Rachael’s volunteering (Part 3 of 7): A month in Patongo

Dear All

I’ve been in Patongo for 1 month now and things are going really well. Apart from friends and family, I’m not really missing England at all. The heat has taken a bit of getting used to (mid 30s every day combined with heavy winds feels like walking through the flow of a hairdryer on full power), but every day we’ve had beautiful blue skies and sunshine so I’m not complaining.

Although all the roads in and around Patongo (and basically most of Northern Uganda) are dirt roads, so me, my clothes and my belongings are constantly layered in dust even though I sweep my room twice a day (not having glass in the window of my room or any way to shut it doesn’t help!).

Michele (the Italian lawyer who is staying at the same guest house as me) and I, have travelled to the town of Pader today, 30km North West of Patongo, which has better phone / internet reception and marginally more things to buy / eat. We’ve already booked fish with chips at a local restaurant for dinner as a treat, and power-permitting, we might even get to drink wine later (but only if the power stays on and it is chilled!).

Work at the youth centre has been very busy. We finished the Annual Report for Jubilee Action and have sorted out some payroll issues that occurred since the youth centre was registered as an NGO (Non-governmental Organisation) –I am now an expert in Ugandan tax and social security!

We are also reworking the 2012 budget and have been conducting training for the community mapping questionnaire that we are doing with the 1,000+ youth group members that the centre works with.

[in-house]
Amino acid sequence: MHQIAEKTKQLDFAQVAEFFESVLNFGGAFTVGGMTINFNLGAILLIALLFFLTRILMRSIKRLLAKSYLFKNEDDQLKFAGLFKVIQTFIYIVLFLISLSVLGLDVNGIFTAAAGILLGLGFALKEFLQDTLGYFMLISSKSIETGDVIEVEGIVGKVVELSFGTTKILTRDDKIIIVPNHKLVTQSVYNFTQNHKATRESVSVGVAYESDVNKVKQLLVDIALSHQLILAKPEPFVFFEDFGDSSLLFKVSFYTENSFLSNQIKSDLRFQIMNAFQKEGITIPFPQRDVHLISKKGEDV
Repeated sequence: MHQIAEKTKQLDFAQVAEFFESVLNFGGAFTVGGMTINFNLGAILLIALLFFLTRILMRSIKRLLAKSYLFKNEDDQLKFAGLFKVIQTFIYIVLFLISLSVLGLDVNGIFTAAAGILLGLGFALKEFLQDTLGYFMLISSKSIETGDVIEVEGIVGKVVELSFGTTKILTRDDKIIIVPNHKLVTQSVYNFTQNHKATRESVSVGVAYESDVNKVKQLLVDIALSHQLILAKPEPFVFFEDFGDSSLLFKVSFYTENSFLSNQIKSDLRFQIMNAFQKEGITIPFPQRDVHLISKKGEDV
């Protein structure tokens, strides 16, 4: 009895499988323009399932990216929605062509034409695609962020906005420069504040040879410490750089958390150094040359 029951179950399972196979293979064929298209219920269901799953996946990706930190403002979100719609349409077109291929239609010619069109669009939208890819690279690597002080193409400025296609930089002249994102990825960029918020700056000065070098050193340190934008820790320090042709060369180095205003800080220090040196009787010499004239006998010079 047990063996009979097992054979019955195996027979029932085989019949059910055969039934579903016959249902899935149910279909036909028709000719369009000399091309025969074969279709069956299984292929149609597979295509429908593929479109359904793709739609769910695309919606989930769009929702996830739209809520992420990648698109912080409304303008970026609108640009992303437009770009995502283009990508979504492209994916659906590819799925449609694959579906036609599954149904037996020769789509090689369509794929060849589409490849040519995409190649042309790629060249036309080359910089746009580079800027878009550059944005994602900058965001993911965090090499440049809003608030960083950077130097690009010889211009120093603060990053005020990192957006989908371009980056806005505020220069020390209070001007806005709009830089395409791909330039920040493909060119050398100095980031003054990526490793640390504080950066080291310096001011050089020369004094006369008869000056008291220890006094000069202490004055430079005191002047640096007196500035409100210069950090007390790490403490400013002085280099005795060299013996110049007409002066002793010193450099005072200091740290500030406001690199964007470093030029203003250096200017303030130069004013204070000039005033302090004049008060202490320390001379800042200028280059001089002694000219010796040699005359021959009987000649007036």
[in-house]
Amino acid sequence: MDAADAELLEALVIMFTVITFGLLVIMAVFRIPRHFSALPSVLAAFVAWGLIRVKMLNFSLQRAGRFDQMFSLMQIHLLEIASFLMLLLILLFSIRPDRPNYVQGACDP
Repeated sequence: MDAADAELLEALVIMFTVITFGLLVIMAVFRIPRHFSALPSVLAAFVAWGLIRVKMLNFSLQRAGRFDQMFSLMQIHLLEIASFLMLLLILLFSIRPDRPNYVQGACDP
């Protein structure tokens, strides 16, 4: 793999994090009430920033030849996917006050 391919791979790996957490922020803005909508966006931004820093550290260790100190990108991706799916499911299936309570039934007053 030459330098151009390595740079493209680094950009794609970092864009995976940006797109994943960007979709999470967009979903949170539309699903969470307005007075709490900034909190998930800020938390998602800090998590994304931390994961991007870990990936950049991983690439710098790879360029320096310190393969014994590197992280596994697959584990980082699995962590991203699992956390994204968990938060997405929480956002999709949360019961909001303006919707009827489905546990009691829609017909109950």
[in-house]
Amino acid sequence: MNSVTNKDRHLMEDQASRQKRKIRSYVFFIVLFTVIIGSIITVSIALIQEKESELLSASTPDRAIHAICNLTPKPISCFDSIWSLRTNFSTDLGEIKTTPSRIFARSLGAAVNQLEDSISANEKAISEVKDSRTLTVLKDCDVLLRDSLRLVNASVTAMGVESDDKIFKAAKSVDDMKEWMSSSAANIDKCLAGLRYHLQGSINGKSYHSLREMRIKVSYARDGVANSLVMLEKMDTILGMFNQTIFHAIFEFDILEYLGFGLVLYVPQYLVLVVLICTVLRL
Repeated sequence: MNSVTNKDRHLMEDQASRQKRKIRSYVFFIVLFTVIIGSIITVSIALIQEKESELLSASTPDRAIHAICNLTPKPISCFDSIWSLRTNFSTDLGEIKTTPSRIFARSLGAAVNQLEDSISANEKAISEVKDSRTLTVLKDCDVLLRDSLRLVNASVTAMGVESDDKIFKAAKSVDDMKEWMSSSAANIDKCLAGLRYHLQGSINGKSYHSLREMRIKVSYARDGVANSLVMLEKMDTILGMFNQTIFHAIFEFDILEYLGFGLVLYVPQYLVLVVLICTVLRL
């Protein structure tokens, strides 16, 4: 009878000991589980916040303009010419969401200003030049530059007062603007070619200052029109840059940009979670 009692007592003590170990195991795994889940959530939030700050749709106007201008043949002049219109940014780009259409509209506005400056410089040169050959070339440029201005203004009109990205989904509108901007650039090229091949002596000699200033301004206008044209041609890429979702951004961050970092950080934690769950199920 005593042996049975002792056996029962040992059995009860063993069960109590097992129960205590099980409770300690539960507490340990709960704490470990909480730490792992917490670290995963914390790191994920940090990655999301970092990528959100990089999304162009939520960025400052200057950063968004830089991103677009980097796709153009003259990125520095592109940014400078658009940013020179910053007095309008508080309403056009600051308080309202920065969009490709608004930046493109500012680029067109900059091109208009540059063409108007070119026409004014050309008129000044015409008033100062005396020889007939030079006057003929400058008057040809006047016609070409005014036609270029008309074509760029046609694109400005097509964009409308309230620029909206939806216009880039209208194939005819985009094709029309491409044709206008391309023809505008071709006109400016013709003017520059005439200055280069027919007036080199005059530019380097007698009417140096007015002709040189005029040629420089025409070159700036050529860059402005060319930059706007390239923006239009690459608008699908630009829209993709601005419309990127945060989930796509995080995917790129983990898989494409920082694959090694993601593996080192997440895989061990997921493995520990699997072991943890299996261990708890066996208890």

The centre employs 10 “peer educators” on a part-time basis, who are the main point people for the youth groups and will conduct the interviews, which will hopefully gather some important base-line data to measure progress of the centre’s programmes and help direct and develop future services and support.

These young people work under the supervision of the centre’s main counsellor and have received training in counselling and social issues such as alcoholism, HIV/AIDS, gender based violence amongst others.

I have been going out each week with the centre’s main counsellor to visit a youth group and watch her conduct a sensitisation discussion on one of these topics. The group I visited this week discussed suicide and how to spot signs of depression and what could be done to provide support to that person. Patongo has very high suicide rates, which is very sad.

To end on a more positive note, I’ve also been working on some proposals for new partnerships including one with an NGO that might be able to provide help with our education / literacy programme and another one to help with empowering women through entrepreneurship. Also, since Alex the engineer is back in England, I have been visiting the construction site every couple of days, speaking with the foreman and sending updates and photos back to him (when there is internet!).

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